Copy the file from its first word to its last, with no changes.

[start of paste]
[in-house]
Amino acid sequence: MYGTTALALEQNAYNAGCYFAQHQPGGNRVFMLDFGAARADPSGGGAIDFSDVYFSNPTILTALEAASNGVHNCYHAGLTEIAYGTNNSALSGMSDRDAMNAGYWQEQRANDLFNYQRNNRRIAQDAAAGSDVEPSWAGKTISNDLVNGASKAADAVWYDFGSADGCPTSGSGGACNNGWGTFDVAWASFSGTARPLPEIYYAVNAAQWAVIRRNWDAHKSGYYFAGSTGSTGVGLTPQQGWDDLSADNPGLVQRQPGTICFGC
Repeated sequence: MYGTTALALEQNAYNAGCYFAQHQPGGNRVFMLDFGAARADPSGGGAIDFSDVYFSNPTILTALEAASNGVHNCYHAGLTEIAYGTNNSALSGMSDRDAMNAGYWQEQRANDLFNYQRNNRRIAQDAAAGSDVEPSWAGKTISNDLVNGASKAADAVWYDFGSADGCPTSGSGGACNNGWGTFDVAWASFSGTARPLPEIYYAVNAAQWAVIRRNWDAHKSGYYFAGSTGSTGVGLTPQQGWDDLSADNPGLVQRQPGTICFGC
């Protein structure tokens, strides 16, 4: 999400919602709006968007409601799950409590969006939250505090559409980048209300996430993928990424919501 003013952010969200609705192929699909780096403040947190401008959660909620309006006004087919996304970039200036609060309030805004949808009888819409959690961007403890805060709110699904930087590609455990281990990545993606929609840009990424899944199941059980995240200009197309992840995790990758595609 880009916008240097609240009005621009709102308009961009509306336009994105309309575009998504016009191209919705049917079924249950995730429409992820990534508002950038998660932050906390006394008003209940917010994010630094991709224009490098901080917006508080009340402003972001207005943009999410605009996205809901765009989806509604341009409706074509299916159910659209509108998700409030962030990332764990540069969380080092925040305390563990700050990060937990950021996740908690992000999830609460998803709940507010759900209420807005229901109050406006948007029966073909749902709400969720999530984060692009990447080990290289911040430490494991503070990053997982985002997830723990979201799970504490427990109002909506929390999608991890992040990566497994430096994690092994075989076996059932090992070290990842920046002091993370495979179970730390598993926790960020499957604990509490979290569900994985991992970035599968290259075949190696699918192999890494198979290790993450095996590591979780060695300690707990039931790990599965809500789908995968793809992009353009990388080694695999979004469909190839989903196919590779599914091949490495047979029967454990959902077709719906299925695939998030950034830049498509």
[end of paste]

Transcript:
[in-house]
Amino acid sequence: MYGTTALALEQNAYNAGCYFAQHQPGGNRVFMLDFGAARADPSGGGAIDFSDVYFSNPTILTALEAASNGVHNCYHAGLTEIAYGTNNSALSGMSDRDAMNAGYWQEQRANDLFNYQRNNRRIAQDAAAGSDVEPSWAGKTISNDLVNGASKAADAVWYDFGSADGCPTSGSGGACNNGWGTFDVAWASFSGTARPLPEIYYAVNAAQWAVIRRNWDAHKSGYYFAGSTGSTGVGLTPQQGWDDLSADNPGLVQRQPGTICFGC
Repeated sequence: MYGTTALALEQNAYNAGCYFAQHQPGGNRVFMLDFGAARADPSGGGAIDFSDVYFSNPTILTALEAASNGVHNCYHAGLTEIAYGTNNSALSGMSDRDAMNAGYWQEQRANDLFNYQRNNRRIAQDAAAGSDVEPSWAGKTISNDLVNGASKAADAVWYDFGSADGCPTSGSGGACNNGWGTFDVAWASFSGTARPLPEIYYAVNAAQWAVIRRNWDAHKSGYYFAGSTGSTGVGLTPQQGWDDLSADNPGLVQRQPGTICFGC
């Protein structure tokens, strides 16, 4: 999400919602709006968007409601799950409590969006939250505090559409980048209300996430993928990424919501 003013952010969200609705192929699909780096403040947190401008959660909620309006006004087919996304970039200036609060309030805004949808009888819409959690961007403890805060709110699904930087590609455990281990990545993606929609840009990424899944199941059980995240200009197309992840995790990758595609 880009916008240097609240009005621009709102308009961009509306336009994105309309575009998504016009191209919705049917079924249950995730429409992820990534508002950038998660932050906390006394008003209940917010994010630094991709224009490098901080917006508080009340402003972001207005943009999410605009996205809901765009989806509604341009409706074509299916159910659209509108998700409030962030990332764990540069969380080092925040305390563990700050990060937990950021996740908690992000999830609460998803709940507010759900209420807005229901109050406006948007029966073909749902709400969720999530984060692009990447080990290289911040430490494991503070990053997982985002997830723990979201799970504490427990109002909506929390999608991890992040990566497994430096994690092994075989076996059932090992070290990842920046002091993370495979179970730390598993926790960020499957604990509490979290569900994985991992970035599968290259075949190696699918192999890494198979290790993450095996590591979780060695300690707990039931790990599965809500789908995968793809992009353009990388080694695999979004469909190839989903196919590779599914091949490495047979029967454990959902077709719906299925695939998030950034830049498509």